“When I was interviewing I thought that working for a beer company would provide some level of job security,” Waryas said. “It’s a little bit of a recession-proof business. Plus there is a lot of stability and excitement surrounding the brand.”
And if there’s one thing that Waryas learned at the Boston Beer Co., it’s that brand matters.
“I was immediately enamored with the idea founder Jim Koch came up with to run the company,” Waryas said. “He was always conscious of the culture he wanted to create there. He had this saying, ‘We are the Boston Beer Co.,’ which basically meant that the company wouldn’t exist without the people. That was my first experience to really see how to create and maintain an employee-focused culture and what the payoff was.”
Unlike being under the chief financial officer, Waryas reported directly to then-chief operating officer and current CEO Martin Roper, who included her in the conversation about how the company should be run. After six months, Martin asked her to join a management committee that met every six weeks to talk strategic-level issues.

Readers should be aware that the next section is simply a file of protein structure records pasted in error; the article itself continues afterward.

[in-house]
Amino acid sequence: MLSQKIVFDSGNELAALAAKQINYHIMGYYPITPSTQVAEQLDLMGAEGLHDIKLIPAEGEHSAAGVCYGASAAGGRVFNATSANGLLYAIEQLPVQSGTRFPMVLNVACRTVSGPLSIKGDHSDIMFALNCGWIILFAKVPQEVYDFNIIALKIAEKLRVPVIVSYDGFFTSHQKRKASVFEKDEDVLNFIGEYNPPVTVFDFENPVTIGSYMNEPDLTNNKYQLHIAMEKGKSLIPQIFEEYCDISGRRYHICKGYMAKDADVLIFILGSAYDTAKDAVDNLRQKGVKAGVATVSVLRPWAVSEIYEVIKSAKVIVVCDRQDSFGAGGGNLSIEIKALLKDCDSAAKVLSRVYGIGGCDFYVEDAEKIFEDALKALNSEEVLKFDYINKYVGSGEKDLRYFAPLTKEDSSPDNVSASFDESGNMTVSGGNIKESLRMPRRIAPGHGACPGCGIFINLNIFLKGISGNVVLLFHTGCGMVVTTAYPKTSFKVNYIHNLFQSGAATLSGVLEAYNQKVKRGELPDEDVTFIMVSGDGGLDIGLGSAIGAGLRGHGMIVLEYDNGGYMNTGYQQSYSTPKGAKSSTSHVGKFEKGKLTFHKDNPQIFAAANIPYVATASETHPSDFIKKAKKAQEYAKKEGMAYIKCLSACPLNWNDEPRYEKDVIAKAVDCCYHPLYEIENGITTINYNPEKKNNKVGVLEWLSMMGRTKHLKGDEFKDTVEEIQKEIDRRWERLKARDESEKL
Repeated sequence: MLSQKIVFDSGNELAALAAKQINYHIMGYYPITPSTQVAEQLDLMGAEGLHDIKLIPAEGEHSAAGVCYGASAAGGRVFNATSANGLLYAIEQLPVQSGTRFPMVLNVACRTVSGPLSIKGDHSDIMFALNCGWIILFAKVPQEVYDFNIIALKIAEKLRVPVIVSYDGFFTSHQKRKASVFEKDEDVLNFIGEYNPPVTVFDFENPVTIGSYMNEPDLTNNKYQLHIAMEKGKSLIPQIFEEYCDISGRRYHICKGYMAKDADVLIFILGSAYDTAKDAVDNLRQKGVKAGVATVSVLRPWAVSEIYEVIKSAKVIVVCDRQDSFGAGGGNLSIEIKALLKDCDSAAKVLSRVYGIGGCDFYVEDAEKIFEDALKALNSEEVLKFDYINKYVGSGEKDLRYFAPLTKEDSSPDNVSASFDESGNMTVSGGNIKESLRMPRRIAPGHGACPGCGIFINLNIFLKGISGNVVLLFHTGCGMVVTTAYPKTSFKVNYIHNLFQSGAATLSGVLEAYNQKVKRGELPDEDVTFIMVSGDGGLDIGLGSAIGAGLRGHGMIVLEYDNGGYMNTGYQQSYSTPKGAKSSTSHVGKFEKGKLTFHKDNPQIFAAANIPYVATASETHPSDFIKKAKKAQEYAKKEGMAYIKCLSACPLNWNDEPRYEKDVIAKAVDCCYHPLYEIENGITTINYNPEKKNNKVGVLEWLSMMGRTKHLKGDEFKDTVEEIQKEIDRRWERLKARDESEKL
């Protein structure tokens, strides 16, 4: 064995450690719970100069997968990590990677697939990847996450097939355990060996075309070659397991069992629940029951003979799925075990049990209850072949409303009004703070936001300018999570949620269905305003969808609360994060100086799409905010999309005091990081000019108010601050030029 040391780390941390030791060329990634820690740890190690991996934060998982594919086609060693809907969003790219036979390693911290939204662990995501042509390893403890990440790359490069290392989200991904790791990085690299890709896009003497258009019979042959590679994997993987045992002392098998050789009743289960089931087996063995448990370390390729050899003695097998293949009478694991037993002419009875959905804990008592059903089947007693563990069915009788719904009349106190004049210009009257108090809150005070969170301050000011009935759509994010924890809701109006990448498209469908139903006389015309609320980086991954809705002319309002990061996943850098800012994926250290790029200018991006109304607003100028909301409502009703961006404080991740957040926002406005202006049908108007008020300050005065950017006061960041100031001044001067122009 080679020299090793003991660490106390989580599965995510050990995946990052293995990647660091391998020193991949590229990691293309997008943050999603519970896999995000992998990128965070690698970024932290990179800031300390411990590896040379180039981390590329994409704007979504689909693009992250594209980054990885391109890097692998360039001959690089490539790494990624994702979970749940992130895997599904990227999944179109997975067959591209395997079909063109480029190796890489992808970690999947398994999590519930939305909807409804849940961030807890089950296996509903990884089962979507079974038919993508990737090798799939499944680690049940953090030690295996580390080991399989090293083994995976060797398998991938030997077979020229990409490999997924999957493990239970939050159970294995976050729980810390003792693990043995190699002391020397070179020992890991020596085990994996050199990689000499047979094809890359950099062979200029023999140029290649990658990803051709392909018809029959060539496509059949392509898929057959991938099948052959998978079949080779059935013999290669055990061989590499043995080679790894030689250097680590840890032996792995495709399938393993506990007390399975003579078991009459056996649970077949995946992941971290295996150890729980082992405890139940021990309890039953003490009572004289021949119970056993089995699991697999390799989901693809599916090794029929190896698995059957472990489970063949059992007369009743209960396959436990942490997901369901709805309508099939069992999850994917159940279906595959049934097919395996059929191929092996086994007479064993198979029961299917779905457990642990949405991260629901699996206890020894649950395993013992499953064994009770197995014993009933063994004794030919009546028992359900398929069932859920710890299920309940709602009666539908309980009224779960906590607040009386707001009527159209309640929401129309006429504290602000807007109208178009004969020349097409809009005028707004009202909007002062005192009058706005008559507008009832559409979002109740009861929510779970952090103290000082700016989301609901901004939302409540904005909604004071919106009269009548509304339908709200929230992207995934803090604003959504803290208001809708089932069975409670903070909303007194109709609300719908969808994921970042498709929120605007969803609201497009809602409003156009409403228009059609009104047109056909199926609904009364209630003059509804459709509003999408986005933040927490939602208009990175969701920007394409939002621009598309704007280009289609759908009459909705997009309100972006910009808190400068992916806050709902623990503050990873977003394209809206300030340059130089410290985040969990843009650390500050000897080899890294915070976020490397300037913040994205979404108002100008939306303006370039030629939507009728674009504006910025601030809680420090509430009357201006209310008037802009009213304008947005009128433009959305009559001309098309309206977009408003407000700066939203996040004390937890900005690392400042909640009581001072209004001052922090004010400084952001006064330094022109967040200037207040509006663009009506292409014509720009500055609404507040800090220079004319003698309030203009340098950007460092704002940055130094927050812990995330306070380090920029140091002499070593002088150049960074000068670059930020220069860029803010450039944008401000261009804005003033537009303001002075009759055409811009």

Roper liked the idea of the HR reporting directly to the CEO so that employees remained a top priority at the company.
The Boston Beer Co. took a different approach.
“Including me was almost like a symbol to the people and employees that they’re being heard,” Waryas said. “I was able to advocate for the employees directly.”
Roper and Koch instilled in Waryas the belief that open and honest communication with employees was the key to running a successful organization.
“Of everything I learned at my time there, culture is what I took with me to the Red Sox,” Waryas said.
Crafting Company Culture Given the company’s employee-first culture at Boston Beer Co., it was no surprise that former Chief Financial Officer William Urich was supportive when Waryas broke the news that she intended to leave after eight years to join the Red Sox.
Waryas recalls Urich telling her that he didn't want her to leave, but that if she was his daughter, he'd tell her she had to go and make her mark on an amazing organization.
And that’s exactly what she did.